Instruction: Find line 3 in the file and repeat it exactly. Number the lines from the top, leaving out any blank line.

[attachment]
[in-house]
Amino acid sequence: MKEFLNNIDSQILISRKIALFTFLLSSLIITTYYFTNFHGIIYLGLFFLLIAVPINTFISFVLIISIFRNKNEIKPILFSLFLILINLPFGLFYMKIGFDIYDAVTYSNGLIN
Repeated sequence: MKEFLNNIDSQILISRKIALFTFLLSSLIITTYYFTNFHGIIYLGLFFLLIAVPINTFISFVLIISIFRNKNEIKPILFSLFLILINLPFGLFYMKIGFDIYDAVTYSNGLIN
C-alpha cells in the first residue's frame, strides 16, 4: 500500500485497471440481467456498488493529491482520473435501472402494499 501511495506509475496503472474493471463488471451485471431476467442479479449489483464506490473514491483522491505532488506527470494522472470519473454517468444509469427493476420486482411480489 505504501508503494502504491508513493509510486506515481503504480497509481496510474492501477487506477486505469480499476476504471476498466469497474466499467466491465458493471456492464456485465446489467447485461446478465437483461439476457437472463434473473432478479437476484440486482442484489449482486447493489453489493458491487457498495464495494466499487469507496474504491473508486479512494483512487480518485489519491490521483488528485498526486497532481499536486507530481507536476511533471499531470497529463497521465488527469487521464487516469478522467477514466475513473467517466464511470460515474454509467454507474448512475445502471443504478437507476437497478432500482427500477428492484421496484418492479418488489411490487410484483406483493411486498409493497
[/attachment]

Repeated sequence: MKEFLNNIDSQILISRKIALFTFLLSSLIITTYYFTNFHGIIYLGLFFLLIAVPINTFISFVLIISIFRNKNEIKPILFSLFLILINLPFGLFYMKIGFDIYDAVTYSNGLIN